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Johnson's Russia List


December 12, 2000   

This Date's Issues:   4682  4683


Johnson's Russia List
12 December 2000

[Note from David Johnson:
2. AFP: Former US military commanders oppose US-Russian launch notification agreement.
3. BBC Monitoring: Paper says Pope verdict a "lesson" to Russians not to divulge state secrets.
4. The Russia Journal: Yuri Sigov, Hard sell for books on Russia's gloom.
5. Nobody Wants Responsibility for Chechnya.
6. Jessica Allina-Pisano: re: Korshak, Rudnitsky, Allina-Pisano on surzhyk.
7. Albert Weeks: Re: Novoye Russkoye Slovo.
8. Christian Science Monitor: Scott Peterson, Ukraine's simmering 'Watergate.' Audiotapes allegedly link President Kuchma to the disappearance of outspoken scribe
9. BBC Monitoring: Russian paper: Putin must now decide fate of embalmed body of Lenin.
10. Susan Eisenhower Named President of The Eisenhower Institute.
11. Transitions Online: Nonna Chernyakova, A Less Than Cozy Christmas. The Russian Far East is freezing and politiking is making the situation even cooler.
12. BBC Monitoring: Russia: Daily says centralization the main aim of reform.
13. Reuters: Putin to find legacy of Russian presence in Cuba.] 


Date: Mon, 11 Dec 2000
From: Abe Brumberg <>

    As one no longer assiduously following the ongoing developments
in the former Soviet bloc, may I nevertheless offer a few remarks
concerning the newly issued report by the Carnegie Endowment for
International Peace. 
    First, I am struck by  the diffidence about President Putin's lack
of enthusiasm for democratic norms.  Surely  there is plenty of evidence
for some explicit  comments?  And why not be explicit, too, about precisely
what are those "steps" that  would presumably facilitate the rise of
democracy in Russia?  Unless, of course, the idea is to avoid any
impression that the US Government is  particularly concerned about this
matter--as it clearly has not been over  the past few years..  
    Second, if Carnegie's experts want the the US Government  to
acquiesce at  the Russia's military campaign against Chechnya, then the
anodyne  wording about Russia's "abuses"  makes sense .    So does the
otherwise absurd rejection of a unilateral withdrawal of Russian
forces--absurd because clearly an unconditional withdrawal  is indeed
likely to precipitate  a "return to anarchy.". But even if there is little
hope--as Anatol Lieven tells us--that President. Maskhadov is either able
or willing to give  negotations a chance, I should  think it  still
imperative to insist on  a political solution as the only way out of the
ongoing  bloodshed.,   This is even more urgent in the light of the recent
attempts by Russian liberals--and not only those of the shrilll  "we're on
the verge of totalitarianism!" variety--to initiate a new efforts at
peacemaking.,     Unless, of course, we chose to forget who was mainly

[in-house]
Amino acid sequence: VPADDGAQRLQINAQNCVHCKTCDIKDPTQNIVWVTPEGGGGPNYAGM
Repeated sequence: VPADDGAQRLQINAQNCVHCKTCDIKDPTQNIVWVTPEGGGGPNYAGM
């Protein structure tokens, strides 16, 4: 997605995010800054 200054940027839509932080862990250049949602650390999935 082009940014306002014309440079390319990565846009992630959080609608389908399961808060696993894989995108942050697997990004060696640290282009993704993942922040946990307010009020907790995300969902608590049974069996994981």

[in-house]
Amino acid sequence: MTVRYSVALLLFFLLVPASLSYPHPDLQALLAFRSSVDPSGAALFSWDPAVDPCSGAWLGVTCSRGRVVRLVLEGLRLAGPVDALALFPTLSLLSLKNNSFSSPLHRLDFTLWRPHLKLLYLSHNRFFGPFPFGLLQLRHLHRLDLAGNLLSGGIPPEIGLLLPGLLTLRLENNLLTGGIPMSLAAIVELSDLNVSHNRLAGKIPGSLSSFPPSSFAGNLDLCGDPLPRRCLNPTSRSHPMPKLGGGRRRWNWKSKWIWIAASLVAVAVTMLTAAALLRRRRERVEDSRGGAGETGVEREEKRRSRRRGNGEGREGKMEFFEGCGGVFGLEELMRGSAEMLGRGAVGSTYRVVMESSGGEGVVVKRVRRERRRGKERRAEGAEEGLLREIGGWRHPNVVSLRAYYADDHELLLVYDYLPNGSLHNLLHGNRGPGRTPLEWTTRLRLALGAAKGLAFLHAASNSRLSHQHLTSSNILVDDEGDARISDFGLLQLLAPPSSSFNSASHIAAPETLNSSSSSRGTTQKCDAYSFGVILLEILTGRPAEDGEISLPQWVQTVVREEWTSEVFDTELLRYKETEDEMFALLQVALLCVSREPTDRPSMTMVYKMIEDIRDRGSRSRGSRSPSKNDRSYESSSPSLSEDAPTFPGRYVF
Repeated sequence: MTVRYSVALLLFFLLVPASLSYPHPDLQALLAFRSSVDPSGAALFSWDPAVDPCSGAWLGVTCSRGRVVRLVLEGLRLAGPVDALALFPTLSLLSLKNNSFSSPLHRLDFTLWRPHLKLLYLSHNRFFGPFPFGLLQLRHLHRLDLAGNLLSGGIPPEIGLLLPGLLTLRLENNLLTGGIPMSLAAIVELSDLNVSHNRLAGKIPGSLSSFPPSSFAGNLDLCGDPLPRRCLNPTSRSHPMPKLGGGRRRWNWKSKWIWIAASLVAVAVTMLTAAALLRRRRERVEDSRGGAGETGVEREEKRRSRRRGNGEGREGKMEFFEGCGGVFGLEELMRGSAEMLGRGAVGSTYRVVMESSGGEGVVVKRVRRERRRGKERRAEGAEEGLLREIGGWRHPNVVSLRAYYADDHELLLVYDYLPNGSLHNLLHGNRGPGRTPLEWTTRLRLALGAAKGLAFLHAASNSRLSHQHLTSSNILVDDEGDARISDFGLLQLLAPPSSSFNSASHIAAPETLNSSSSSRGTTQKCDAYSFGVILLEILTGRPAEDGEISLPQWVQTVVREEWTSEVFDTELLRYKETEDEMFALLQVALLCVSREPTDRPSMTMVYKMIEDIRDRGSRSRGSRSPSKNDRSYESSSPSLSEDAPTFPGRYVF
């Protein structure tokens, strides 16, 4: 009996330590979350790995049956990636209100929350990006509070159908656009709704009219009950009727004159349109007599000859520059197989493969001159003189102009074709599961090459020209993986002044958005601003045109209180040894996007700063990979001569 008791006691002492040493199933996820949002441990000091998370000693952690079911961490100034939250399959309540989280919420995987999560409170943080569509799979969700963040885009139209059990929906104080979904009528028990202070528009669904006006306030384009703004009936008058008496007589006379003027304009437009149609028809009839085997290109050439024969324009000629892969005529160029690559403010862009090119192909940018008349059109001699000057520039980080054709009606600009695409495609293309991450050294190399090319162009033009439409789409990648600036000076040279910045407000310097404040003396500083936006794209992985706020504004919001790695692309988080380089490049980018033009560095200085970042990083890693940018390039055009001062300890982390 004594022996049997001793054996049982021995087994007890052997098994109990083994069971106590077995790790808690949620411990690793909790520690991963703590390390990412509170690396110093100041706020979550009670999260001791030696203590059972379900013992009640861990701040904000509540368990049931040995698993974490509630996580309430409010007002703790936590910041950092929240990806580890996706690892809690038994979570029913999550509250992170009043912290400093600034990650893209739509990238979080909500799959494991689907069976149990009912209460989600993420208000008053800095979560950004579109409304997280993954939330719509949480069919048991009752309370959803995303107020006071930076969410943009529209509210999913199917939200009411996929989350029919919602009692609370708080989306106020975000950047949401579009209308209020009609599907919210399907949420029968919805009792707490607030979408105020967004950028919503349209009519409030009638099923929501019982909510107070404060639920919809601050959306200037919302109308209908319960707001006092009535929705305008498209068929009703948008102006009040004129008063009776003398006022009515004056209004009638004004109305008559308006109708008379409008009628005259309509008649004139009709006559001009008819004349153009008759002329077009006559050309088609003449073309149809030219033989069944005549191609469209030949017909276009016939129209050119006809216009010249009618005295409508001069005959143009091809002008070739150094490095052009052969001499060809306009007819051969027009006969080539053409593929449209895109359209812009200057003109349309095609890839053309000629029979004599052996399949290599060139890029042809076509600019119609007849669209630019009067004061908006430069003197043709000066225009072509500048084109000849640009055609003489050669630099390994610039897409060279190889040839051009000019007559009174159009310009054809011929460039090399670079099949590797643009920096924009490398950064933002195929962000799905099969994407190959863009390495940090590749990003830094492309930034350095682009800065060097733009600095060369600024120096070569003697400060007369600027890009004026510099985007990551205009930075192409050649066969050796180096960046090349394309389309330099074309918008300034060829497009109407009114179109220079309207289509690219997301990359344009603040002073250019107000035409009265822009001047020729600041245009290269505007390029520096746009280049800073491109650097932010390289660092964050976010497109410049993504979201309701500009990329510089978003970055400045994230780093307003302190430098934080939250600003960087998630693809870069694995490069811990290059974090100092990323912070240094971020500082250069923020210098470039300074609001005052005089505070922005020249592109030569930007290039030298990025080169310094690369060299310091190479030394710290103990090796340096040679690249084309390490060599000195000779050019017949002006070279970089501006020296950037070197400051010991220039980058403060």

responsible for the bloodshed in the first place.   (No, this is NOT an
"anti-Russian" statement..)
     Third, I wonder what those fine sentences about promoting "the rule
of law" in Russia while refraining from "blindly mirroring"  US laws and
practices are all about. .  My guess is that they amount to  little more
than pietistic humbug.  With a few important  exceptions, justice in Russia
is still deeply mired in old assumptions and practices.      Confessions
are still   de rigeur; the introduction of trial by jury has proved largely
a fiasco; beatings and other harrowing  abuses in Russia's prisons  go on
unchecked , and prisoners--among them a frightful propportion of
teen-agers--are forced to spend months in confinement before being brought
to trial.  All this has been meticulously presented in the latest Human
Rights Watch report on this subject.    I don't see how one can speak of a
meaningful "new agenda" if Russia's miserable record in this field is so
blithely ignored.
     Finally, why do our  Carnegie experts fail to mention anything
about the mind-boggling deterioration of public health, the mind-boggling
statistics on infant mortality, poverty and demographic decline,
demonstrated  so compellingly by  Murray Feshbach et al?  Perhaps some will
argue that this topic does not belong in a report of this sort.  If so, I
beg to disagree.  The parlous state of public health and life expectanc y
in Russia today  has been partially brought about, I am afraid,  the advice
of some Western economists--some, indeed, connected with the Carnegie
Endowment.  Seems they ought to try to do better this time. 

Former US military commanders oppose US-Russian launch notification agreement

The United States and Russia will sign an agreement this week that greatly
expands advance notice of ballistic missile launches in an effort to reduce
the risk of an accidental nuclear launch, a senior US defense official said

Secretary of State Madeleine Albright and Russian Foreign Minister Igor
Ivanov are to sign the memorandum of agreement Friday in Brussels as one step
in an initiative to share missile early warning data with Moscow, the
official said, speaking on condition of anonymity.

Nineteen retired admirals and generals protested the proposed agreement in an
open letter to President Bill Clinton, saying it could impede development of
US "space power."

But in an interview, the Pentagon official said Washington was driven by an